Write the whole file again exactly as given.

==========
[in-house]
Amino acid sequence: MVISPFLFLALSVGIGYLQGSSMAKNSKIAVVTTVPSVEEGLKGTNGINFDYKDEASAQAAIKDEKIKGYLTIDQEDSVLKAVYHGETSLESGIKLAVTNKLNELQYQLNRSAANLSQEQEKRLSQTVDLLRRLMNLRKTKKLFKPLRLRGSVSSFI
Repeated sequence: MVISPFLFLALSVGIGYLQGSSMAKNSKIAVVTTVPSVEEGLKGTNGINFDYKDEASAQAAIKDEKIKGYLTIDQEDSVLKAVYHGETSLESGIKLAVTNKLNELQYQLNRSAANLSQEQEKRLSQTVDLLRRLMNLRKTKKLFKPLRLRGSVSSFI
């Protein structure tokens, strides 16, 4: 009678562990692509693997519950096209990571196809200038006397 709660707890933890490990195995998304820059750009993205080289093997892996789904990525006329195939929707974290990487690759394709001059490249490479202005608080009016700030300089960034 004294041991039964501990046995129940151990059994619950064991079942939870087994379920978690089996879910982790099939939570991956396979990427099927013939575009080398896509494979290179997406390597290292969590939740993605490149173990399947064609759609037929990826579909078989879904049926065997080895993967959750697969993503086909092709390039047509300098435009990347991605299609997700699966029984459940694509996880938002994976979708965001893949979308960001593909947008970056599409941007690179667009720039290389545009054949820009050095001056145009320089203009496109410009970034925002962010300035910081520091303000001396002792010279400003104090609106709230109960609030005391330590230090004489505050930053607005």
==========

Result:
[in-house]
Amino acid sequence: MVISPFLFLALSVGIGYLQGSSMAKNSKIAVVTTVPSVEEGLKGTNGINFDYKDEASAQAAIKDEKIKGYLTIDQEDSVLKAVYHGETSLESGIKLAVTNKLNELQYQLNRSAANLSQEQEKRLSQTVDLLRRLMNLRKTKKLFKPLRLRGSVSSFI
Repeated sequence: MVISPFLFLALSVGIGYLQGSSMAKNSKIAVVTTVPSVEEGLKGTNGINFDYKDEASAQAAIKDEKIKGYLTIDQEDSVLKAVYHGETSLESGIKLAVTNKLNELQYQLNRSAANLSQEQEKRLSQTVDLLRRLMNLRKTKKLFKPLRLRGSVSSFI
């Protein structure tokens, strides 16, 4: 009678562990692509693997519950096209990571196809200038006397 709660707890933890490990195995998304820059750009993205080289093997892996789904990525006329195939929707974290990487690759394709001059490249490479202005608080009016700030300089960034 004294041991039964501990046995129940151990059994619950064991079942939870087994379920978690089996879910982790099939939570991956396979990427099927013939575009080398896509494979290179997406390597290292969590939740993605490149173990399947064609759609037929990826579909078989879904049926065997080895993967959750697969993503086909092709390039047509300098435009990347991605299609997700699966029984459940694509996880938002994976979708965001893949979308960001593909947008970056599409941007690179667009720039290389545009054949820009050095001056145009320089203009496109410009970034925002962010300035910081520091303000001396002792010279400003104090609106709230109960609030005391330590230090004489505050930053607005």